Rush University Medical Center is part of a new clinical trial testing whether an experimental vaccine can help patients' immune systems stop the spread of glioblastoma -- an aggressive form of brain cancer with very few current treatment options.
Led by neuro-oncologist Clement Pillainayagam, MD, the phase II clinical trial is testing an investigational vaccine that will be given in conjunction with bevacizumab, an FDA-approved drug that targets the proteins glioblastoma cells need to grow blood vessels. Rush is one of only a few Midwest locations for this international trial, Drug Treatment Study for Recurrent or Progressive Glioblastoma.
Glioblastomas are malignant tumors that begin in the glial, or supportive, tissue of the brain and spread rapidly because they are supported by a large network of blood vessels. There is no known cure for glioblastoma tumors, and median survival is just four months without treatment and 15 to 19 months with treatment. In a stark reminder of the need for better treatments, U.S. Sen. John McCain died from glioblastoma on Aug. 25, one of more than 15,000 people in the United States who succumb to brain cancer each year, according to the National Cancer Institute.
Current standard treatments typically involve surgery followed by chemotherapy and radiation therapy. Immunotherapies like those being tested in this trial, which engage the body's immune system to attack tumors, increasingly are becoming part of treatment plans.
"Our immune system would typically put a stop to cancer cells growing, but glioblastoma cells suppress this process." Pillainayagam explains.
"Bevacizumab has been shown to help the immune system starve tumors of their blood supply as well as decrease the immunosuppressed state around the tumor. But that just isn't enough," he said.
Starving the tumor and revving up the immune system
Half of the study participants chosen at random will receive bevacizumab, and the other half will be treated with bevacizumab plus the experimental vaccine. The vaccine (DSP-788-201G) is derived from peptides (short chains of amino acids) produced by the WT1gene that is found in many types of cancer cells, including glioblastomas.
The vaccine is used by the HLA (human leukocyte antigen) system, cell surface proteins that help regulate the immune system. "While the bevacizumab helps starve the tumor by blocking formation of blood vessels inside it, we hope the vaccine revs up the immune response by helping the body recognize that these cancer cells are a threat," Pillainayagam said.
Though the development in recent years of therapies that help people's own immune system target cancer cells has meant new options for many types of cancers, very few immunotherapies for cancers in the brain have shown promise. "The brain has different types of immune cells that work in unique combinations. Thus, trying to understand how to unleash our own immune systems is a challenge," Pillainayagam says.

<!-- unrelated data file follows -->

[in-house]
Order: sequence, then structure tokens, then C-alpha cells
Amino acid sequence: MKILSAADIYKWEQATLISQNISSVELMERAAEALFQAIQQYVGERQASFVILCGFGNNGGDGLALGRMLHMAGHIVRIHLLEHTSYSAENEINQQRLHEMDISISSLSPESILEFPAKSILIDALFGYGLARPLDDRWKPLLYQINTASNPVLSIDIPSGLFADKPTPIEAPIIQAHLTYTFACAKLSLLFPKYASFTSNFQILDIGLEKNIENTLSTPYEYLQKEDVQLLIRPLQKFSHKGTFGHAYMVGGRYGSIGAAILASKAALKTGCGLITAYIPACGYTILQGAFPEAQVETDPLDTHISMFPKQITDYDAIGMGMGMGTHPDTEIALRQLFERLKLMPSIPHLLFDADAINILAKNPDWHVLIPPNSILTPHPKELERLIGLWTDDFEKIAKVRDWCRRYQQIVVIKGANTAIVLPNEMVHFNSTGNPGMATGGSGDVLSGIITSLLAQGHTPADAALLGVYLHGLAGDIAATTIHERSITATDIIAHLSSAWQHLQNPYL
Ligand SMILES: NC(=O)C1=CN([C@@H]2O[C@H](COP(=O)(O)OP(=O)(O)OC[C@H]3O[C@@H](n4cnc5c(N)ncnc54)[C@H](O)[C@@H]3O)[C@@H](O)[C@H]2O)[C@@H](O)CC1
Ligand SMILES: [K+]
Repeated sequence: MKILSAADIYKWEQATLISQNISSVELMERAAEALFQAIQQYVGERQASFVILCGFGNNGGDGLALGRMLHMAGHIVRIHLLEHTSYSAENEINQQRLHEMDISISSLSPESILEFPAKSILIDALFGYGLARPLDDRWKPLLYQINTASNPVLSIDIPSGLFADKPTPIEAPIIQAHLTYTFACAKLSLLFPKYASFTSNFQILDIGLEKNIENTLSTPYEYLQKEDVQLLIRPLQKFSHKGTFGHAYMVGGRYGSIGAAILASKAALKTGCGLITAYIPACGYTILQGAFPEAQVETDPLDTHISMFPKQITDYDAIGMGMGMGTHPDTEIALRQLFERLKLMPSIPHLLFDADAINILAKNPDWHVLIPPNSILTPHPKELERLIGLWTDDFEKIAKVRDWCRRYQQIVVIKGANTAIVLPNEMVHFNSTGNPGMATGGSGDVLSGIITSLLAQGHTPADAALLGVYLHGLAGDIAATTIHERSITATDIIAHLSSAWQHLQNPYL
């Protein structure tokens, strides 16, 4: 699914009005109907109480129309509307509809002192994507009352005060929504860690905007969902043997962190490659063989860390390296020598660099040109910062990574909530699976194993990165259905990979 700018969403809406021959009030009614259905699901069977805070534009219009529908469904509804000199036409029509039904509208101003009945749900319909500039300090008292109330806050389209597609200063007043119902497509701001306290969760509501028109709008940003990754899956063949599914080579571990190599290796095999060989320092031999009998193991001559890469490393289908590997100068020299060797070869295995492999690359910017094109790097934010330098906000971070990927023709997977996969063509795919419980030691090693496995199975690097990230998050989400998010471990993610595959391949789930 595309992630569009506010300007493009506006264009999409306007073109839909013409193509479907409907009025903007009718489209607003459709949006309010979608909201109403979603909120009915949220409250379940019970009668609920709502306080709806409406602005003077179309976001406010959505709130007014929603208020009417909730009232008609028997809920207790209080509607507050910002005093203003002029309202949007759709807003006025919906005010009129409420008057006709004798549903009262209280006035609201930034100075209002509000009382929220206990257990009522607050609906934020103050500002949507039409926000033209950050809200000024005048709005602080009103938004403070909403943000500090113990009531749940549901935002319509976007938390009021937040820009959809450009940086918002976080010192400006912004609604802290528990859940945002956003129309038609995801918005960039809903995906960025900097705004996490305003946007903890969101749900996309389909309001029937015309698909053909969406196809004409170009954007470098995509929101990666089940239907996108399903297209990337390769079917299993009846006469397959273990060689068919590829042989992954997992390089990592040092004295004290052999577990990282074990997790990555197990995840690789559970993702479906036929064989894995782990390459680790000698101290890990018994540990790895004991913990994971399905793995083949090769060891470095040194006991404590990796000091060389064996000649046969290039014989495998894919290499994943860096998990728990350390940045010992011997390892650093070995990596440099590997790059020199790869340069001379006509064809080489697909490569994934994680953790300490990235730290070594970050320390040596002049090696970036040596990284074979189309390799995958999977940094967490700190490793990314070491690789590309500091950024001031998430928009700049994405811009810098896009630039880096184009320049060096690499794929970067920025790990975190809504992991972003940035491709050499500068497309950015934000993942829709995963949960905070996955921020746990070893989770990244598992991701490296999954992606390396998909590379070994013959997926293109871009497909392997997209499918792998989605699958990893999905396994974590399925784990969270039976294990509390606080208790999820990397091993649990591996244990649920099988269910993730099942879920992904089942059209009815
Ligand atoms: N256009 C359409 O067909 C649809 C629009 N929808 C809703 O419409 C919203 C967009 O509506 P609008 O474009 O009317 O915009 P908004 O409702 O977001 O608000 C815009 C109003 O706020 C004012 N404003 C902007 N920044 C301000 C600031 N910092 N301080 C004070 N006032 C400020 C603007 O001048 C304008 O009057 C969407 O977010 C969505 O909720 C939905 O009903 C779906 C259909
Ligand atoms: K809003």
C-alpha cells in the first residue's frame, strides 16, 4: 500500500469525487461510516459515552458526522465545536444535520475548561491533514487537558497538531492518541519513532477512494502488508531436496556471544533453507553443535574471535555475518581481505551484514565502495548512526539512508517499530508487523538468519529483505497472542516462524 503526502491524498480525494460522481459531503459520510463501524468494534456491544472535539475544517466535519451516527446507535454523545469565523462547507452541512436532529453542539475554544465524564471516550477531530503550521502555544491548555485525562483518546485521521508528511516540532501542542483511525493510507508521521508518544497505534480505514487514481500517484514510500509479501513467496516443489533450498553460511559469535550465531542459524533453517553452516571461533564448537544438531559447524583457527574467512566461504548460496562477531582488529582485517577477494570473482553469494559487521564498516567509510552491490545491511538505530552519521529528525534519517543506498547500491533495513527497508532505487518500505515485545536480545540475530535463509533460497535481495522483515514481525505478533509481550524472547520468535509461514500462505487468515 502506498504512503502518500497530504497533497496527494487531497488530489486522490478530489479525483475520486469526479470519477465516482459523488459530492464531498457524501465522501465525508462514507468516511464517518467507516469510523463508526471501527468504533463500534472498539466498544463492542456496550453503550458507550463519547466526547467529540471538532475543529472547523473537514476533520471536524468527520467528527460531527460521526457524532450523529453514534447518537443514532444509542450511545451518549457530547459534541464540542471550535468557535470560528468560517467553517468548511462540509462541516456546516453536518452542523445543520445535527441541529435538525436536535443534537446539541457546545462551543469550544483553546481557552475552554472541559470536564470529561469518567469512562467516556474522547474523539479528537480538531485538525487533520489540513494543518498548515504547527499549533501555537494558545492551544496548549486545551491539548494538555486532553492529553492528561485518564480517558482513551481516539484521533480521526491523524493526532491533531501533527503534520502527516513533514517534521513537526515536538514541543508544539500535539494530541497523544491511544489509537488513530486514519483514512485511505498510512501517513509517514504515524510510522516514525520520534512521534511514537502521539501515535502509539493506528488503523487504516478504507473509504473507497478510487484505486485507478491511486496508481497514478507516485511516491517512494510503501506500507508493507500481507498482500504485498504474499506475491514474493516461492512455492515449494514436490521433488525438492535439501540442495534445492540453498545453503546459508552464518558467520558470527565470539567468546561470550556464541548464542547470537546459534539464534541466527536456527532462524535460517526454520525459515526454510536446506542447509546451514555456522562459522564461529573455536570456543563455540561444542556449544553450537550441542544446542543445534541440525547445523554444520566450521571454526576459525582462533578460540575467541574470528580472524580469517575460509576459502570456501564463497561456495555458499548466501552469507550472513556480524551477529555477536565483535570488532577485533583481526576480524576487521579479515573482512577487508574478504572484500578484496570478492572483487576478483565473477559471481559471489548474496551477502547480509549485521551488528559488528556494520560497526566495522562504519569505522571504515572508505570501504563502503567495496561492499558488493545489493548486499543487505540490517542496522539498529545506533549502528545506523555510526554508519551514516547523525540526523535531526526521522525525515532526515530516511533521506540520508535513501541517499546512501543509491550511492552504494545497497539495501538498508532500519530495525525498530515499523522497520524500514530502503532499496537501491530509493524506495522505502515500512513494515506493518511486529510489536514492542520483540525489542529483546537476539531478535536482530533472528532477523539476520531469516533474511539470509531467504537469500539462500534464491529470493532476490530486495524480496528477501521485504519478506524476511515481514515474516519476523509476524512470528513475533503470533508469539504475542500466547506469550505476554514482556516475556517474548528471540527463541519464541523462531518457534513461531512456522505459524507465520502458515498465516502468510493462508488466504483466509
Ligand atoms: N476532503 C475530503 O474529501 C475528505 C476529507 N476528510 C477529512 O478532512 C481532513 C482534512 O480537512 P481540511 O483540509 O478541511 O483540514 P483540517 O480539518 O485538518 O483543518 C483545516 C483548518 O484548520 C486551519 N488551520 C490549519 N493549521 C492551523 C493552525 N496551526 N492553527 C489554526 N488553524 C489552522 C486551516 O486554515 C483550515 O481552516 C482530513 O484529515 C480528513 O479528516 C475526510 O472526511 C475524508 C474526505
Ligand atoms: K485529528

One challenge is actually a barrier: The human body evolved a layer of specialized cells, called the blood-brain barrier, that line the blood vessels in the brain, providing extra security from threats such as viruses and bacteria that circulate in the rest of the bloodstream. That extra layer of protection also prevents many cancer-fighting drugs from working. By some estimates, 98 percent of current FDA-approved drugs do not enter the brain because of the blood-brain barrier.
Brain cancers affect what make people who they are
Along with Joo Yeon Nam, MD, Pillainayagam leads Rush's Section of Neuro-oncology, which works in conjunction with specialists across Rush's Department of Neurological Sciences to treat patients with primary cancers of the brain and spine.
"The brain is sensitive and exquisite real estate. Everything we do and even who we are depends on the brain functioning well, thus even a tiny growth can have an enormous impact" Pillainayagam says.
He adds that dual training in oncology and neurology usually comes into play several times during a single appointment. "As an oncologist, my focus is typically at the cellular level, focusing on the chemotherapy, radiation and other tools that keep cancer cells in check. But as a neurologist, I am addressing the neurological impact the cancers have on people's movements, thinking and even personality."
Nam says that the dual training in oncology and neurology is especially necessary because brain cancers have such deep impact on the quality of life of patients and their families. In addition to causing neurological problems such as weakness, seizures and impaired speech, "brain cancers like glioblastomas affect the part of the body that makes people who they are," she says.